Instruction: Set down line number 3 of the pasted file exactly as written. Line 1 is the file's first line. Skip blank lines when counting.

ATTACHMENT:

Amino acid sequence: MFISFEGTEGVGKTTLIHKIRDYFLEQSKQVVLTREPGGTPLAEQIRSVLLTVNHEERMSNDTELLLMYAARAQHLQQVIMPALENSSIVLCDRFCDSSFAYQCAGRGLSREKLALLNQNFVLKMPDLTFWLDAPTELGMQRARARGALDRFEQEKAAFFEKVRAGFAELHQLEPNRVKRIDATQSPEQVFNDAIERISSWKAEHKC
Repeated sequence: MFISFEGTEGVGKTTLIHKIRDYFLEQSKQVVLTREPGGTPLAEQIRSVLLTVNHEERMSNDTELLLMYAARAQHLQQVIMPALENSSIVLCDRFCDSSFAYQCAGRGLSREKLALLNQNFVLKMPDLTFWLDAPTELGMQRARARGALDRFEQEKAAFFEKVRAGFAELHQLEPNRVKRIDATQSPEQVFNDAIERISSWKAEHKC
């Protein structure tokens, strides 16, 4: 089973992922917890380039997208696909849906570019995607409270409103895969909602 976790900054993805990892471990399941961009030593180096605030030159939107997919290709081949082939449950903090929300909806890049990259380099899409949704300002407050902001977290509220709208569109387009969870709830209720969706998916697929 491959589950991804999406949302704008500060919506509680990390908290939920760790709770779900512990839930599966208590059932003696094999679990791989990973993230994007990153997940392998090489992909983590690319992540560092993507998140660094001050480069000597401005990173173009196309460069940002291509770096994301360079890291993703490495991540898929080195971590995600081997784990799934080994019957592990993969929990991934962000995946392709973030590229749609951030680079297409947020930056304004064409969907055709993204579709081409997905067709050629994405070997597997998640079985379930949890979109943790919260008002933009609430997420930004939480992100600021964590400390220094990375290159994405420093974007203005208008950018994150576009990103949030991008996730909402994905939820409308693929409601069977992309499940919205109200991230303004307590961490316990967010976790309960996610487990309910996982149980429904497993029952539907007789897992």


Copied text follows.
């Protein structure tokens, strides 16, 4: 089973992922917890380039997208696909849906570019995607409270409103895969909602 976790900054993805990892471990399941961009030593180096605030030159939107997919290709081949082939449950903090929300909806890049990259380099899409949704300002407050902001977290509220709208569109387009969870709830209720969706998916697929 491959589950991804999406949302704008500060919506509680990390908290939920760790709770779900512990839930599966208590059932003696094999679990791989990973993230994007990153997940392998090489992909983590690319992540560092993507998140660094001050480069000597401005990173173009196309460069940002291509770096994301360079890291993703490495991540898929080195971590995600081997784990799934080994019957592990993969929990991934962000995946392709973030590229749609951030680079297409947020930056304004064409969907055709993204579709081409997905067709050629994405070997597997998640079985379930949890979109943790919260008002933009609430997420930004939480992100600021964590400390220094990375290159994405420093974007203005208008950018994150576009990103949030991008996730909402994905939820409308693929409601069977992309499940919205109200991230303004307590961490316990967010976790309960996610487990309910996982149980429904497993029952539907007789897992």